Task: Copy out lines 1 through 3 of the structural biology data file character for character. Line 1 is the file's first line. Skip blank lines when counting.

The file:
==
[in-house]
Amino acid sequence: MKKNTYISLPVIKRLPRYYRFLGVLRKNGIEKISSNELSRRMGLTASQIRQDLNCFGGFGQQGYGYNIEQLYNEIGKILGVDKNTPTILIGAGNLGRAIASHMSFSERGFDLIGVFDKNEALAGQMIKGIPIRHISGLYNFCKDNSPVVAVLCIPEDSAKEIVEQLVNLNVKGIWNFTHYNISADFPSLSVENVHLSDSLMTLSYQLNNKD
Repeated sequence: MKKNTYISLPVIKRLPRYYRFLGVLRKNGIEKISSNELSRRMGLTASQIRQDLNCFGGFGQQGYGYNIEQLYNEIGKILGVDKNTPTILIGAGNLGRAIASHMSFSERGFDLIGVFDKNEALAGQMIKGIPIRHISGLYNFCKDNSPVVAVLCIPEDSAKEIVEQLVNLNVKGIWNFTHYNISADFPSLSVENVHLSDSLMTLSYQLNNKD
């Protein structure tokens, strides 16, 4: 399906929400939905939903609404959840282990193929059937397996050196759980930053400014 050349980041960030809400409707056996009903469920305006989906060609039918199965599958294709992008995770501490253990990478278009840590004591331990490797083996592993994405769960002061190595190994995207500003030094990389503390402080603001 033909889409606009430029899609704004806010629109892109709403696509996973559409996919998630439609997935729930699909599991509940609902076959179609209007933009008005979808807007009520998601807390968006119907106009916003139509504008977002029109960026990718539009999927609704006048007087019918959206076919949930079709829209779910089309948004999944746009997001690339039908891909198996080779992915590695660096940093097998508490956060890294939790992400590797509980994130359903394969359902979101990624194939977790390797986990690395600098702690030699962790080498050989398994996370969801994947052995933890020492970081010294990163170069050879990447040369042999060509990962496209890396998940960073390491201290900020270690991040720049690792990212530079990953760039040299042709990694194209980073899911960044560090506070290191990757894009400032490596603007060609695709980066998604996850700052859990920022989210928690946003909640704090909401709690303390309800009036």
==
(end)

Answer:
[in-house]
Amino acid sequence: MKKNTYISLPVIKRLPRYYRFLGVLRKNGIEKISSNELSRRMGLTASQIRQDLNCFGGFGQQGYGYNIEQLYNEIGKILGVDKNTPTILIGAGNLGRAIASHMSFSERGFDLIGVFDKNEALAGQMIKGIPIRHISGLYNFCKDNSPVVAVLCIPEDSAKEIVEQLVNLNVKGIWNFTHYNISADFPSLSVENVHLSDSLMTLSYQLNNKD
Repeated sequence: MKKNTYISLPVIKRLPRYYRFLGVLRKNGIEKISSNELSRRMGLTASQIRQDLNCFGGFGQQGYGYNIEQLYNEIGKILGVDKNTPTILIGAGNLGRAIASHMSFSERGFDLIGVFDKNEALAGQMIKGIPIRHISGLYNFCKDNSPVVAVLCIPEDSAKEIVEQLVNLNVKGIWNFTHYNISADFPSLSVENVHLSDSLMTLSYQLNNKD